Law, Social policy, Health, Arts, culture & society | Australia

10 August 2015

Making it mandatory for cyclists to carry identification is an idea pedalling speedily towards discrimination, writes Craig Richards.

Everyone has an opinion about how bike riders should behave. What’s intriguing is that the debate quickly moves from influencing behaviour to controlling it. When it comes to bikes, harsh words like compulsory and mandatory enter the conversation quicker than Anna Meares sprinting off a velodrome embankment.

One of the magical things about bike riding is the freedom that comes from independent mobility.  So it’s rather ironic that people are so quick to propose restricting that freedom. Because freedom is what makes our society so great, great care should be taken with any plan to restrict it.

A classic example happened in July. The New South Wales government called for the mandatory carriage of identification by bike riders. The rationale was that it’s a good idea to be able to identify a rider if they’re hurt. No argument there. Many riders were even happy to submit saying, ‘I carry identification anyway, so what’s the big deal if it’s compulsory?’

They’d failed to consider two serious issues. The first is equality and its evil twin, discrimination. The second is freedom and its sibling, slavery. They should be our guiding lights whenever we consider whether a good idea should be mandatory.

In 2015 it’s widely understood that it’s wrong to discriminate against people on the basis of gender, race, religion or sexual preference. Equality is one of the basic tenements of a free society. That’s why we should take great care with any proposal to discriminate against a class of persons based on the fact that they pedal a bike.

Night bike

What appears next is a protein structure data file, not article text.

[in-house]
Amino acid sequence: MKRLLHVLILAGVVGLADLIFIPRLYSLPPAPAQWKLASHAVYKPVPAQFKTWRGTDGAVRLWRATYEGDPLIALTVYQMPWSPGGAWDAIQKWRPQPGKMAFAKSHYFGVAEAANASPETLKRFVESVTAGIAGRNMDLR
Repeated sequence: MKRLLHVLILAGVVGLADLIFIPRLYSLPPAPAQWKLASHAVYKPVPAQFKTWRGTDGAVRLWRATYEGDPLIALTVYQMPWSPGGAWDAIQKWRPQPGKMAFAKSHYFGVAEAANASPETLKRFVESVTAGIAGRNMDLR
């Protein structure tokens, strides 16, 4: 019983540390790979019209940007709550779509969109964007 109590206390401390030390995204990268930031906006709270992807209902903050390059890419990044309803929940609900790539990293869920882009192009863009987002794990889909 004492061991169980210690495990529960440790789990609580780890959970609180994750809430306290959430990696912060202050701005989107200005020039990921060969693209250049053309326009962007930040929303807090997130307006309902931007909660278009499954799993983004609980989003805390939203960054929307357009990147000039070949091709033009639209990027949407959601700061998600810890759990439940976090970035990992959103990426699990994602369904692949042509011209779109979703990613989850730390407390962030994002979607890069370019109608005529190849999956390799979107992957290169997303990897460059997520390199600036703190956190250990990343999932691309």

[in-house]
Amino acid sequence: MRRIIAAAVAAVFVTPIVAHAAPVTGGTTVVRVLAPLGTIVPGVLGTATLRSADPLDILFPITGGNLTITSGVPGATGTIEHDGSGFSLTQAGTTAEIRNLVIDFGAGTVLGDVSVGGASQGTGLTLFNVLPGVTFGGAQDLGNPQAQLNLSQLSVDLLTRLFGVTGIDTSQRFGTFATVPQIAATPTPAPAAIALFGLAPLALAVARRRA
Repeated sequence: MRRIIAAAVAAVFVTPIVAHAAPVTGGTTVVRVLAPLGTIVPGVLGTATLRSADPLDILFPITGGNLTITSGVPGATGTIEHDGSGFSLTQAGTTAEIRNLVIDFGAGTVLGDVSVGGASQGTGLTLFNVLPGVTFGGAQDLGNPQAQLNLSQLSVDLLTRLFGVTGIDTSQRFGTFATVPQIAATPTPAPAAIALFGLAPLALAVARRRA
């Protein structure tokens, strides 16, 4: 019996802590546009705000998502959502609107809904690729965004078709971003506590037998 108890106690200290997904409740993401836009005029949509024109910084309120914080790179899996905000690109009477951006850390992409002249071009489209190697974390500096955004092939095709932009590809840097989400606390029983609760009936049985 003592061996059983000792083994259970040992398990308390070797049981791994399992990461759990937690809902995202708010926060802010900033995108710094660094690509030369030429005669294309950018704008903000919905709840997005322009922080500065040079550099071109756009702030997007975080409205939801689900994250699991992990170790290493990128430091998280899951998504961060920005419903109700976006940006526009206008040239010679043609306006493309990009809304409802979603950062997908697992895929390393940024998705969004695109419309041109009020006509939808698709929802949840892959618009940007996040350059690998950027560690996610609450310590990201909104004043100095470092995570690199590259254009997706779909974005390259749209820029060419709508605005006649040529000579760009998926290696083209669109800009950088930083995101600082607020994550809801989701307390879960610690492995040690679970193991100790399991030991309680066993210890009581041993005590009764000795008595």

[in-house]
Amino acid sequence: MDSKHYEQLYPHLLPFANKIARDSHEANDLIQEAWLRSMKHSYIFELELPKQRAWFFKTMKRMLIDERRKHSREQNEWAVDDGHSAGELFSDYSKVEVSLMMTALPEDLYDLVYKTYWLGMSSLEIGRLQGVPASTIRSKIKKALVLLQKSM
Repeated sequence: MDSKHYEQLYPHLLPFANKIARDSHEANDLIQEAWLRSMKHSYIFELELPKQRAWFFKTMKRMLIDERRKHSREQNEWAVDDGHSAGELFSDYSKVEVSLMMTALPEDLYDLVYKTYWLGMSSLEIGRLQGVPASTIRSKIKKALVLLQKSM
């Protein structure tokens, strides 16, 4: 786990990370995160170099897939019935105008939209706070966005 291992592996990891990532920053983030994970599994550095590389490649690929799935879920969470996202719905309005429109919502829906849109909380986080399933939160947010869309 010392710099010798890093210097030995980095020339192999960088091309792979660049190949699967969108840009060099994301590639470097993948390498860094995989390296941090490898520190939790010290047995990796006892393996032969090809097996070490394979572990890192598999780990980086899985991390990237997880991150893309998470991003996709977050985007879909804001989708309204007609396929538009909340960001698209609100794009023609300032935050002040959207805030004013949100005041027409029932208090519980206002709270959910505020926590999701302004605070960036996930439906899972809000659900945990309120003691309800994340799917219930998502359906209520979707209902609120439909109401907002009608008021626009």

Image by Powerslide on Flickr.

The question to ask is, ‘is there a reason bike riders should be treated differently to others? What about pedestrians? Surfers? Trampoline jumpers?’ The answer is it’s clearly just as good an idea to be able to identify the others if they’re unconscious.

It seems that bike-rider-only ID is whipping up hatred against a class of persons whose only sin is believing that bikes are fundamental to a livable community. It sounds frighteningly like discrimination to me. Of course, whenever discrimination raises its head we need to lance it quickly before it becomes an epidemic.

Now, if compulsory identity-carrying for a class of persons infringes our right to be treated as equal, but it’s a good idea, the next question to ask is, ‘should it be mandatory for everyone to carry identification?’ Thankfully freedom from slavery squashes that notion.

Try this activity. Draw a line down the middle of a piece of paper. On the left-hand side write down as many laws you can think of that require all people to do something. Now on the right-hand side right down as many laws as you can think of that require all people not to do something.

The left-hand side of the page will be pretty bare. Most people write ‘pay taxes, go to school,’ and then start to struggle. The right-hand side should be pretty full. Murder, steal, rape, assault people, drop rubbish, the list goes on.

The reason there’s not many all people do something laws is because we put a high value on freedom. It’s why almost all of the 10 commandments start with, ‘Thou shalt not.’